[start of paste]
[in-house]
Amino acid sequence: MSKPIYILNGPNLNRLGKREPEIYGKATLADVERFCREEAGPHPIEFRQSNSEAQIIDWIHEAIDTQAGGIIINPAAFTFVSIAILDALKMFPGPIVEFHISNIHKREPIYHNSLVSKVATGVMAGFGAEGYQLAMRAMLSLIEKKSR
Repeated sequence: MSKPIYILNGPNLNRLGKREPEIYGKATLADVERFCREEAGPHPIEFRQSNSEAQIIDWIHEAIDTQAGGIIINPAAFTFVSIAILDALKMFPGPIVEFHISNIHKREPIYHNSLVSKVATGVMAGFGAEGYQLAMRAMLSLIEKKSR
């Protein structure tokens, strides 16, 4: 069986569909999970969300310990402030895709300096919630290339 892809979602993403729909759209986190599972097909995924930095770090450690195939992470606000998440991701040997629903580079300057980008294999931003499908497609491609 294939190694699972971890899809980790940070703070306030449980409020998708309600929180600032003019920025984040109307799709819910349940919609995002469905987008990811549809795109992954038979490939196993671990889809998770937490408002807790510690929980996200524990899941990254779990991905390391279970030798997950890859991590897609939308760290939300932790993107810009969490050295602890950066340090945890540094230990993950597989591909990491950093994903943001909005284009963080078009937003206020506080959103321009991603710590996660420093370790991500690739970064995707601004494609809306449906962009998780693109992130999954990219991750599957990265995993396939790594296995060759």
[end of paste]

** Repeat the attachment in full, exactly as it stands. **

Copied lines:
[in-house]
Amino acid sequence: MSKPIYILNGPNLNRLGKREPEIYGKATLADVERFCREEAGPHPIEFRQSNSEAQIIDWIHEAIDTQAGGIIINPAAFTFVSIAILDALKMFPGPIVEFHISNIHKREPIYHNSLVSKVATGVMAGFGAEGYQLAMRAMLSLIEKKSR
Repeated sequence: MSKPIYILNGPNLNRLGKREPEIYGKATLADVERFCREEAGPHPIEFRQSNSEAQIIDWIHEAIDTQAGGIIINPAAFTFVSIAILDALKMFPGPIVEFHISNIHKREPIYHNSLVSKVATGVMAGFGAEGYQLAMRAMLSLIEKKSR
């Protein structure tokens, strides 16, 4: 069986569909999970969300310990402030895709300096919630290339 892809979602993403729909759209986190599972097909995924930095770090450690195939992470606000998440991701040997629903580079300057980008294999931003499908497609491609 294939190694699972971890899809980790940070703070306030449980409020998708309600929180600032003019920025984040109307799709819910349940919609995002469905987008990811549809795109992954038979490939196993671990889809998770937490408002807790510690929980996200524990899941990254779990991905390391279970030798997950890859991590897609939308760290939300932790993107810009969490050295602890950066340090945890540094230990993950597989591909990491950093994903943001909005284009963080078009937003206020506080959103321009991603710590996660420093370790991500690739970064995707601004494609809306449906962009998780693109992130999954990219991750599957990265995993396939790594296995060759």